Why Indie is the Future of Media Retail

Independent stores for books, music and film – small, locally owned places also called ‘indie stores’ – always had two distinct advantages over their bigger, conglomerate competitors:

  • a specialized selection of things you couldn’t find elsewhere;
  • and a community of eager, committed customers and artists.

The web has evaporated the first advantage. Amazon, Apple, eBay, and other massive corporations’ e-stores are populated with more weird, hard-to-find indie stuff than any of my local stores and I’m sure yours too. The argument that ‘only cool indie stores have the latest, coolest stuff’ is now over.

But as for the second… well, here is something that has not yet changed. People who like music, films, books, photography – they still like those things. And what’s more, they want to connect with other people who like the same things, and the people who actually make the art that they like.

Beyond that, you still need a space to make local, community events happen: book readings, a spot for a small band to play songs from their new album, places for film buffs to get together. Small is vital for the culture of art because it’s how communities of artists and their fans connect.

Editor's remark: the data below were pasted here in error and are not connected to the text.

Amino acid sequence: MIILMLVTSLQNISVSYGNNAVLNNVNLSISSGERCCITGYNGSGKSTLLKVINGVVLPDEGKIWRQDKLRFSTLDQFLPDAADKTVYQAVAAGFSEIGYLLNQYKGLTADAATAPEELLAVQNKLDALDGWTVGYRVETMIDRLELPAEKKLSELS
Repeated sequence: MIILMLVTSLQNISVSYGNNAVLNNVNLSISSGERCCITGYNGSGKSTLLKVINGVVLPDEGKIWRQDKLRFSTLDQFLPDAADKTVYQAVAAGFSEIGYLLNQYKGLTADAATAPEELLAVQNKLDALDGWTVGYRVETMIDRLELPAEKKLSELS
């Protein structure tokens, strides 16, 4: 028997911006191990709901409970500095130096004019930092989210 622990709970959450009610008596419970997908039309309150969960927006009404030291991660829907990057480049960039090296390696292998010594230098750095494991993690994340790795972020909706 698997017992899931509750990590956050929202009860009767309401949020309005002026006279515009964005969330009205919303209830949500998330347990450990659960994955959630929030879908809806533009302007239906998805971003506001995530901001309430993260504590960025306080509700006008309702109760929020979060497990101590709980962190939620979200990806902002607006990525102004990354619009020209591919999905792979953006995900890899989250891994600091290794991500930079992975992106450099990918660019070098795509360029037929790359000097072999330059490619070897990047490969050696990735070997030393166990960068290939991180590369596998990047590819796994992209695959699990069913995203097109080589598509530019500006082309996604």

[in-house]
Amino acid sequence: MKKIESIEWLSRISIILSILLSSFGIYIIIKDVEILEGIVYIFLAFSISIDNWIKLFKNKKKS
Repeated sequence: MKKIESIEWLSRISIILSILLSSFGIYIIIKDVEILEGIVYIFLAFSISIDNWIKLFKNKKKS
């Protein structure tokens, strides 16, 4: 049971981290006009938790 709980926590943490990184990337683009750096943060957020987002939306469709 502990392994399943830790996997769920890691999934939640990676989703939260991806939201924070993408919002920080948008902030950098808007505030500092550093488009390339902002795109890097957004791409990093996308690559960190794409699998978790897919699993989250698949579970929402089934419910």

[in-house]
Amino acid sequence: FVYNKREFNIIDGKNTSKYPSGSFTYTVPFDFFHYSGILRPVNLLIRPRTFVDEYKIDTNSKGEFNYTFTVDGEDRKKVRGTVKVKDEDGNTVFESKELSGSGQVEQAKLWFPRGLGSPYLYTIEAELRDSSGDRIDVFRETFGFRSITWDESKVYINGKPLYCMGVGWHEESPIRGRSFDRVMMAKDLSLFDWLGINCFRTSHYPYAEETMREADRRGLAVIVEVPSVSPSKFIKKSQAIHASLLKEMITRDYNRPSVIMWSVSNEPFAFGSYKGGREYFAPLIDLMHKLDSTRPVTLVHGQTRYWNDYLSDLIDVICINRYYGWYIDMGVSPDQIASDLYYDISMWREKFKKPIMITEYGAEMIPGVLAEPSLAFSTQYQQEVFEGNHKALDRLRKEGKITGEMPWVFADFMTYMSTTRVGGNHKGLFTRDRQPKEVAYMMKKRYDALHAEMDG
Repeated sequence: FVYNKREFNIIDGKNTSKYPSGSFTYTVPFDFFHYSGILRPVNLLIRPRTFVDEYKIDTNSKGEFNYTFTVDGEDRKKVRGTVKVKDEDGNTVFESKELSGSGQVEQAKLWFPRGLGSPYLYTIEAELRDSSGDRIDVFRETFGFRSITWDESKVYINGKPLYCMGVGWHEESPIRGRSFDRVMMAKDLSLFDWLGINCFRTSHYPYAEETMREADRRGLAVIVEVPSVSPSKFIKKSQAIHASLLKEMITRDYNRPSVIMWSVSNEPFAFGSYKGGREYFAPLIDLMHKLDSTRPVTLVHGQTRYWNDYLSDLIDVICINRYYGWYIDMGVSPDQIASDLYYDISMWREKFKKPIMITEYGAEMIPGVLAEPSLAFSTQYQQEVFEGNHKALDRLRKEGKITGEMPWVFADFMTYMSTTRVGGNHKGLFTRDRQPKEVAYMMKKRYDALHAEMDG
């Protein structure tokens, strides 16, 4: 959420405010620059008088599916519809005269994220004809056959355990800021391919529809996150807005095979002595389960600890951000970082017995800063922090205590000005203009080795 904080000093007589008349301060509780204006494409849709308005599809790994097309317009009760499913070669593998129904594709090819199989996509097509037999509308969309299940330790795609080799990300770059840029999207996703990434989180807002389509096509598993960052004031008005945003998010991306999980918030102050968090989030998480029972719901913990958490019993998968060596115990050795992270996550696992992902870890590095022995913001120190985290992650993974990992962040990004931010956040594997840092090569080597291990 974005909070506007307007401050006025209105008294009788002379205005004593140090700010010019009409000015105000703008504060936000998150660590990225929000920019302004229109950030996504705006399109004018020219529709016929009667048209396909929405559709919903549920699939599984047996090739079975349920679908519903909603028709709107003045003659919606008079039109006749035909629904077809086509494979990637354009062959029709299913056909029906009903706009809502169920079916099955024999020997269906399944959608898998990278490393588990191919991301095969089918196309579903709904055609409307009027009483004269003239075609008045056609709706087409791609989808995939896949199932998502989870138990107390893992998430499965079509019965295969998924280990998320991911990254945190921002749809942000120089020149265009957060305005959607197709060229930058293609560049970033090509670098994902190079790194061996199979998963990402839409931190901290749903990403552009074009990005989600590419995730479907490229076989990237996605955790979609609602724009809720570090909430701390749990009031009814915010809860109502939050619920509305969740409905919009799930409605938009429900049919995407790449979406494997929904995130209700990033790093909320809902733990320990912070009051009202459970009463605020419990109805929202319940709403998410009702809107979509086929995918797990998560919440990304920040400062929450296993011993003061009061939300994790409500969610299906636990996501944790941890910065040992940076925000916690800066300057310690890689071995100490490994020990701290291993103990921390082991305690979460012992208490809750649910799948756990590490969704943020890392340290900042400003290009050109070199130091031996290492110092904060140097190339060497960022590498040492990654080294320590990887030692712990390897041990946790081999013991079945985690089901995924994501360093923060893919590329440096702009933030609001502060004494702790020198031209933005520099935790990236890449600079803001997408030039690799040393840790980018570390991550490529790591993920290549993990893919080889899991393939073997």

The Solution is New Scarcity

The internet is great at abundance. But here’s the thing: people still want scarcity. They want personal, unique, in-person experiences. And maybe a music store can’t survive selling a few CDs, some vinyl and T-shirts. But it might survive if it could become a place within its community for, say, music fans to gather and experience those things they cannot elsewhere.

The web has made media like air. It’s everywhere. But the things around media – live experiences and community – can’t be reproduced electronically. And stores can survive by fostering that sense of community and then finding a way to make some money from it.

Want examples? This bookstore in Brooklyn (where else?) survives by holding a ton of events that make it a place people want to survive. Meanwhile, these UK record shops have stuck around by specializing and going ultra-niche, becoming centers for their fans.

The key here is this: it’s possible physical media may become a  niche obsession; but some , probably small number of people will still want print books, CDs, Blu-Rays and DVDs because of the physical aspect of an object and the way it provides a tangible connection to the art and artist who made it.

Few stores will ever make enough money selling just a few copies of those things to their committed fans. This is why indie bookstores the world over have been closing. But what they can do it to make abundant media the scaffolding around which you build new scarcities. Some examples: